By Davion Smith, BVI News Online Staff
Living with a disability himself, Gregory Smith has no reluctance in sharing his culinary skills with the special needs students at Eslyn Henley Richiez Learning Centre (EHRLC).
Smith is a visually impaired pastry chef who has been volunteering at EHRLC for years. He said he quite enjoys making his contribution to the school.
Educators at the special needs institution said Smith is an inspiration to the students, considering that he has made something of himself despite being visually impaired.
Smith, in the meantime, told BVI News that he was not born without his eyesight.
He said he was capable of seeing up to adulthood, and was already practicing in the culinary field.
The pastry chef didn’t go into detail about how he lost his sight. When asked about it, he muttered: “I was on medication.”
It happened 1993, Smith told BVI News Online. “For the first couple of months, it had me hold up. But my wife, she encourage me… It’s a hard thing to know that you can see, walk on your own, and the next day – or within three days’ time, you can’t move,” Smith said as he rolled a handful of dough for baking.
Smith, who now works with the Agriculture Department in Paraquita Bay, noted that he did not allow the major life change to keep him down.
Shortly after he became visually impaired, Smith enrolled in the Society for the Blind in Jamaica.
“There, I gained a lot of courage too because when I went there you had people who born with socket but they don’t have the ball of the eye. There was one guy [like that] who was teaching braille. So he never see what colour an orange is, or an apple, but I see them. So, if you ain’t never see them and I see them [before], this (blindness) ain’t gonna stop me. So that’s where I get a lot of encouragement from.”
Now well-adjusted after losing his sight, Smith continues to do what he loves – and more.
He also knows his way around a sharp knife.
“Even though I’m blind; I can peel potato. As a matter a fact, I’m the cook home; I do all the cooking home. I can peel potato, peel onion, peel orange – anything.”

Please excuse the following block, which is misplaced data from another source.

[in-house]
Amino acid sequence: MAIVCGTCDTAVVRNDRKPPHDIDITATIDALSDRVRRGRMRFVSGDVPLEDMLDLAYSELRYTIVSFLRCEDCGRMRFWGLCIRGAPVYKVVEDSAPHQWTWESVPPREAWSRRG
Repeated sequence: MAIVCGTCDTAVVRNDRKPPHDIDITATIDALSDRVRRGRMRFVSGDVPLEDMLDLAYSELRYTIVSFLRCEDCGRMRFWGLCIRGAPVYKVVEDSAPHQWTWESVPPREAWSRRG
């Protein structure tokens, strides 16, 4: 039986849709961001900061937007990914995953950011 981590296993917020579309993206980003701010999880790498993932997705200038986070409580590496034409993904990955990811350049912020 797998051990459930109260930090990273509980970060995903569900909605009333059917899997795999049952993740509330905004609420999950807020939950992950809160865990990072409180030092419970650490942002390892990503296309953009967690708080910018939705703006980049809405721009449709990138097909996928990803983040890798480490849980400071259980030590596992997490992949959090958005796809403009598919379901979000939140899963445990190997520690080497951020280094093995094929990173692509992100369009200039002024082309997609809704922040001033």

Smith added: “I clean fish; I skin goat, and so I told Mrs [Vansittart] Huggins that I am gonna come by [the school] to do some bread stuff for the kids.”
Huggins is the principal at EHRLC, where Smith made one of his usual visits yesterday, May 12. He was helping the students with a Mothers’ Day project.
“I’m glad that I come today (Friday). So I’m gonna make some of these stuff [pastry] so they can carry home for their mothers for Mothers’ Day,” Smith said.
Principal Huggins lauded Smith for his contribution to the school.
“He donated all of the ingredients. The only things that he requested were an oven and a counter-top. I knew him before and we had a student that was blind, so we used him as a motivator for not only the person that was blind but for all the students, to let them know that it’s not about their limitations but their potentiality. So you can do anything you set your mind to,” Huggins said.
In the meanwhile, Smith’s message to persons who have a disability is: “Don’t give up.”
“If you lost one thing – if you loss a leg, don’t feel that you can’t do nothing. You could still use you eye; use you mouth. If you lose your eyes, you still got your hands; you could still move about. I always tell people ‘when you think you have it worse, think about somebody who have it worse that you and you will never worry about your problems…’ You just got to use your mind. That’s all. Don’t let it go to waste.”
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